“As a responsible member of the community of nations, we are duty-bound to improve our laws to ensure that we can implement UN Security Council Resolutions, meet international standards and fulfill state obligations with the United Nations,” said Lacson.

Lacson said the proposed measure will not only establish Philippine jurisdiction over Filipino nationals who may join and fight with terrorist organizations outside the Philippines but also ensure that foreign terrorists do not use the country as a transit point, a safe haven to plan and train new recruits for terrorist attacks in other countries.

“We send a strong message to them: you are not welcome here. If you dare set foot in our country, you will be dealt with the full power of our laws,” Lacson said, adding that the penalty of life imprisonment without benefit of parole will be meted out to them.

Lacson gave assurance that there are enough safeguards against possible abuses by arresting officers and that amendments were crafted to ensure the rights and wellbeing of the accused individuals or suspected terrorists inside jail facilities are protected.

A new provision, designating certain regional trial courts as Anti-Terror Courts, was also introduced to ensure the speedy disposition of cases.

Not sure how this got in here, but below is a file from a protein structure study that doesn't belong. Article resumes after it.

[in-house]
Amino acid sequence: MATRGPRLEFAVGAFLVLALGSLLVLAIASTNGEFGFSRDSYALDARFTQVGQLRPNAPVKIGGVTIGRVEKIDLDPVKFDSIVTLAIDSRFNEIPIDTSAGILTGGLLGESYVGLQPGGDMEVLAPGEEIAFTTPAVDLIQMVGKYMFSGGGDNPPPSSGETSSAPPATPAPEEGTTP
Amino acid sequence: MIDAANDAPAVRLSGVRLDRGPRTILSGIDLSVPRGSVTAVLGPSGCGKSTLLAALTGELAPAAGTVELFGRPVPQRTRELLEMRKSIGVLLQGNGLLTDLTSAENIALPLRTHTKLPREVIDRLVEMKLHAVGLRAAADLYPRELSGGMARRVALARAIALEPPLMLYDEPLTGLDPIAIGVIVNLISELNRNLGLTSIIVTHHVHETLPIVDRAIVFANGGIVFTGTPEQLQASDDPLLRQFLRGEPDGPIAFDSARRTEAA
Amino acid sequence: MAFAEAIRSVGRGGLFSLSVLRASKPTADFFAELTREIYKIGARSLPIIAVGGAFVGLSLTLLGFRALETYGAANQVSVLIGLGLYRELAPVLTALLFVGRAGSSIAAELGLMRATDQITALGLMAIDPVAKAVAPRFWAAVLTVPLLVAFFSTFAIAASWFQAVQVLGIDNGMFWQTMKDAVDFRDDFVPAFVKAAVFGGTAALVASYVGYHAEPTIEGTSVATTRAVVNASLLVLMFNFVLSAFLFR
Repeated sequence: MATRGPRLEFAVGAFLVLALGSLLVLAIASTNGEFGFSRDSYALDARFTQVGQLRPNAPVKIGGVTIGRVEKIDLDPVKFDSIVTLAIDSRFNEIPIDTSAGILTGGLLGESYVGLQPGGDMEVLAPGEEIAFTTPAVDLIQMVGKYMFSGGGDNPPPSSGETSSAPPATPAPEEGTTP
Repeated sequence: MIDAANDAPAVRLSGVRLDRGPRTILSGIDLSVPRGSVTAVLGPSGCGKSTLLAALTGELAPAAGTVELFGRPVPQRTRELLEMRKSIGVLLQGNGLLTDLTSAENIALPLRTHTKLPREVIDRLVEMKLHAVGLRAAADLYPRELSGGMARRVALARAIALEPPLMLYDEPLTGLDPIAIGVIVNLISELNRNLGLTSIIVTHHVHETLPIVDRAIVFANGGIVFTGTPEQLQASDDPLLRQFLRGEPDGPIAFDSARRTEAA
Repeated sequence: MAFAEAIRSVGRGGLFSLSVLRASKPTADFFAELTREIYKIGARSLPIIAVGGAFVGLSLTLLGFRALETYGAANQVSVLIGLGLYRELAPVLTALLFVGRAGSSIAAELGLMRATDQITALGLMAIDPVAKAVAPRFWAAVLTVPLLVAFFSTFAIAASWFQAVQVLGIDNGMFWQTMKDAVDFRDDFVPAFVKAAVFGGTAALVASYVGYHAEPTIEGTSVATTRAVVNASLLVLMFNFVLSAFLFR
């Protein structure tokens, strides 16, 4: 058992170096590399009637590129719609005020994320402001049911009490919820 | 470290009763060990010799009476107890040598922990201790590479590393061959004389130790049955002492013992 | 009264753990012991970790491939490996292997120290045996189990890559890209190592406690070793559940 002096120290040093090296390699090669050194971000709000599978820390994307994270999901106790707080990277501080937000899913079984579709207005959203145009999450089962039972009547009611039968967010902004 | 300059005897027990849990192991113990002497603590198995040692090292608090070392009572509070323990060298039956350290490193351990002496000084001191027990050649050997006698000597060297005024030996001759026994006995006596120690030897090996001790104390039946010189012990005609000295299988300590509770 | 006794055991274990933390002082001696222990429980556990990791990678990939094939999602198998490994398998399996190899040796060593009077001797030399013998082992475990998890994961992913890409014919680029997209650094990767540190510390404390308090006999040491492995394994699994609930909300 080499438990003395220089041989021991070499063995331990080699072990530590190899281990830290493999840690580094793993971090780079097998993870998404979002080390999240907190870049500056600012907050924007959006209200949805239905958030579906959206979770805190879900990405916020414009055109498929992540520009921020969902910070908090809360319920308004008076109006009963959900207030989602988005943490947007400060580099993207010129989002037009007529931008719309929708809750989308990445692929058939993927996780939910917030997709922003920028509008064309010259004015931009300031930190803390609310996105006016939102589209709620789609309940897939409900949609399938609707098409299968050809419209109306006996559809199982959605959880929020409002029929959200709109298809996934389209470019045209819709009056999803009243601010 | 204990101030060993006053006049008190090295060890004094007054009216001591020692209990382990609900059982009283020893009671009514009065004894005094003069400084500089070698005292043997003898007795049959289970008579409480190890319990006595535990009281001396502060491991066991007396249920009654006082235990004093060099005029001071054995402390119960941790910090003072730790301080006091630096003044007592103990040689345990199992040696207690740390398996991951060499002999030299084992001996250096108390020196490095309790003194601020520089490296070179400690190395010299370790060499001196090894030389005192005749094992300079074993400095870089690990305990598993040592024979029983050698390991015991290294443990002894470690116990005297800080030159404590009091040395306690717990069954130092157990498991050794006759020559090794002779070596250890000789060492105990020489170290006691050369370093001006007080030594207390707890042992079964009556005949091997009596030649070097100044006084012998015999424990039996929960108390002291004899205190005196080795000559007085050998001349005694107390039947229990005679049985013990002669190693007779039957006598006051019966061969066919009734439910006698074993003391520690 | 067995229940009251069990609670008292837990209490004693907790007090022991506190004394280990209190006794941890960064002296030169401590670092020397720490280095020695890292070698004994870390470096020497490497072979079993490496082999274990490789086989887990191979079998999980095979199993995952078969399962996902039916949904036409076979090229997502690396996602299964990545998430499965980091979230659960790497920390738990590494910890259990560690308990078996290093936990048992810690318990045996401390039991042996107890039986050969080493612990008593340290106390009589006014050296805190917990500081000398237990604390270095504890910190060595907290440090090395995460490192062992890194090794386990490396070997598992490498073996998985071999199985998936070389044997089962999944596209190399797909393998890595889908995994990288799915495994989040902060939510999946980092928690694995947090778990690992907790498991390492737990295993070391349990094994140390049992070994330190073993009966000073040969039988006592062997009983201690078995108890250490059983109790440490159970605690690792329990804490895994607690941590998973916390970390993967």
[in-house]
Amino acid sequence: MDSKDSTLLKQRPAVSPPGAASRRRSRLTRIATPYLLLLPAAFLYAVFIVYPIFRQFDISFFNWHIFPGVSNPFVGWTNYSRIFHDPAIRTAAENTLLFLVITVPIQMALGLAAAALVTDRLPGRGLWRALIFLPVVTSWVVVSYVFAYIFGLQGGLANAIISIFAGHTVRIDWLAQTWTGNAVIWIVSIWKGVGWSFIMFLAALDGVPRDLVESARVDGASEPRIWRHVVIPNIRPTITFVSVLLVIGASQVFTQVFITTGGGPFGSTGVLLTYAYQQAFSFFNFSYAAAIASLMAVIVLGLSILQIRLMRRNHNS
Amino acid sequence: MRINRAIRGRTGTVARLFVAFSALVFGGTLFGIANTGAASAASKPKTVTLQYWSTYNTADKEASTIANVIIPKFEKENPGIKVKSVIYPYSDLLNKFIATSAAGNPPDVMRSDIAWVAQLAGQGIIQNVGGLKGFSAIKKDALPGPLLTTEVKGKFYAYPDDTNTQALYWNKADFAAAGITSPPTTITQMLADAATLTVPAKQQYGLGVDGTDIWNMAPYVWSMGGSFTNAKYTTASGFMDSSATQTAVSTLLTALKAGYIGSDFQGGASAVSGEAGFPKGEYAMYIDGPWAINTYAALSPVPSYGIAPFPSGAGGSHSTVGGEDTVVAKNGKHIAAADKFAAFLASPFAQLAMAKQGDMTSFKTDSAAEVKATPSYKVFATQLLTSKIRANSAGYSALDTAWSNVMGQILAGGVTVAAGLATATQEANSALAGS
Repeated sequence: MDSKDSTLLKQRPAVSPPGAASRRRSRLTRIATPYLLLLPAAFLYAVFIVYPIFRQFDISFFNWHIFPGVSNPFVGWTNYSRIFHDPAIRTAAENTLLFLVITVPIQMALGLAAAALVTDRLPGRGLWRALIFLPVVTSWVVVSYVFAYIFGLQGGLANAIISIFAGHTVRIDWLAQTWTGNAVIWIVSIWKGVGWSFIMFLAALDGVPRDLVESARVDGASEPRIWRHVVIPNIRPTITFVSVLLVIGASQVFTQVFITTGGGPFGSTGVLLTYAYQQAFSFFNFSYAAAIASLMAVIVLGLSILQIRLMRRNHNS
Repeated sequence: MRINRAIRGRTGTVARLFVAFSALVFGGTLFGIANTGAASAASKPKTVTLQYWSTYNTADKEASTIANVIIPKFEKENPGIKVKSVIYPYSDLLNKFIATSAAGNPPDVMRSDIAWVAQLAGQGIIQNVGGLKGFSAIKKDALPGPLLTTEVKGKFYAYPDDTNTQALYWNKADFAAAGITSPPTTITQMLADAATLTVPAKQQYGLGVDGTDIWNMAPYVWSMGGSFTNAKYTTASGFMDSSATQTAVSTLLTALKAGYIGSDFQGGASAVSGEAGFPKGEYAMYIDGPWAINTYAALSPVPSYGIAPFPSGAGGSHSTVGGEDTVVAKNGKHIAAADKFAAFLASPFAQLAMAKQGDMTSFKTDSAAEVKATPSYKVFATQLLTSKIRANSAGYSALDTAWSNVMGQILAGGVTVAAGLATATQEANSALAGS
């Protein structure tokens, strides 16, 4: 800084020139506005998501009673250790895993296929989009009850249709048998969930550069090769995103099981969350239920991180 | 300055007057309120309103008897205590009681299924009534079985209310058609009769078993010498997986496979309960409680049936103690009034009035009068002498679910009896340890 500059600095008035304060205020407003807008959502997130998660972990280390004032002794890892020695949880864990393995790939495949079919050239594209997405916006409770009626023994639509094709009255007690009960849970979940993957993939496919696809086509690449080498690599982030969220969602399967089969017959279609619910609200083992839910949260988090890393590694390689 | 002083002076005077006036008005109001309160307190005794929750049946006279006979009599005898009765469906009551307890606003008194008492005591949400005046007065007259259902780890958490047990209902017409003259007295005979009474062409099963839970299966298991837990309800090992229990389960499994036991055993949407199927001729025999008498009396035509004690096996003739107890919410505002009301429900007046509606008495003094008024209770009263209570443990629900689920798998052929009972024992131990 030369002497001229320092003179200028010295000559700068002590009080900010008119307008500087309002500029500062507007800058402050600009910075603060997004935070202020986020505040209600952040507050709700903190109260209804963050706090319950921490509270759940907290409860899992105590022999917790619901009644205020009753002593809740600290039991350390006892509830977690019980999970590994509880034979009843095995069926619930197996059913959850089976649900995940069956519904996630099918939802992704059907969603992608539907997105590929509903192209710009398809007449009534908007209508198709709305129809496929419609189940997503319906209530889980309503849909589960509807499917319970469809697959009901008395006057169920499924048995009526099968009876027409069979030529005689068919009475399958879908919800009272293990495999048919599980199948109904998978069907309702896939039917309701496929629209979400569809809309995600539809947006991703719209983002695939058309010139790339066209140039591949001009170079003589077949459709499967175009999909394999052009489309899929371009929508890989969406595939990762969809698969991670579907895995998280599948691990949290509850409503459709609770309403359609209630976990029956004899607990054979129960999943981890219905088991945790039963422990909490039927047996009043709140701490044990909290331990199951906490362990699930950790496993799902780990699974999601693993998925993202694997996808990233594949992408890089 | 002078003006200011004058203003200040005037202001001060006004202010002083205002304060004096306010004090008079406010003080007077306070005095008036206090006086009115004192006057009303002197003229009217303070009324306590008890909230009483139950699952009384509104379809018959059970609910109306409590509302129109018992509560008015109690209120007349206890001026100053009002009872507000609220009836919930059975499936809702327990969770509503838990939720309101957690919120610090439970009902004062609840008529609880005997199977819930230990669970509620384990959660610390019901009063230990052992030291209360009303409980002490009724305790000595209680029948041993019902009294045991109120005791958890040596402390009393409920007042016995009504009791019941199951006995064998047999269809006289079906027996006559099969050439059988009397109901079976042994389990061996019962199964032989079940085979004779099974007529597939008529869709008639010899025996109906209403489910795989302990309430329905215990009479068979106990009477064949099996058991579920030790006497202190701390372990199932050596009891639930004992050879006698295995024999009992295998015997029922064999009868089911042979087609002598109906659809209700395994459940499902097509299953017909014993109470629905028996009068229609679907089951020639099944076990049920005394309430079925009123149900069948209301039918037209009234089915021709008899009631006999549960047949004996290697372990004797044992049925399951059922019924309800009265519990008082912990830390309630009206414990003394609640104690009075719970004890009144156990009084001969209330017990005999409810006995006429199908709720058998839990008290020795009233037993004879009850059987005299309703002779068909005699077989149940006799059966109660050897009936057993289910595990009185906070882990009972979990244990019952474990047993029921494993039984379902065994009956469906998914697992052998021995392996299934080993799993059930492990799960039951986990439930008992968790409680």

A provision of SB 1083 will also allow the use of videoconferencing for the accused and witnesses to remotely appear and testify.

The amendments also provide for the police or the military to conduct 60-day surveillance on suspected terrorists, which may be lengthened to another non-extendable period of 30 days, provided that they secure a judicial authorization from the Court of Appeals.?Lacson’s proposed measure also provides that any law enforcement or military personnel found to have violated the rights of the accused persons shall be penalized with imprisonment of 10 years.?He said the Commission on Human Rights (CHR) shall be notified in case of detention of a suspected terrorist to allay concerns of possible excesses by the authorities.

The measure also mandates the CHR to give the highest priority to the investigation and prosecution of violations of civil and political rights of persons and shall have the concurrent jurisdiction to prosecute public officials, law enforcers and other persons who may have violated the civil and political rights of suspects and detained persons.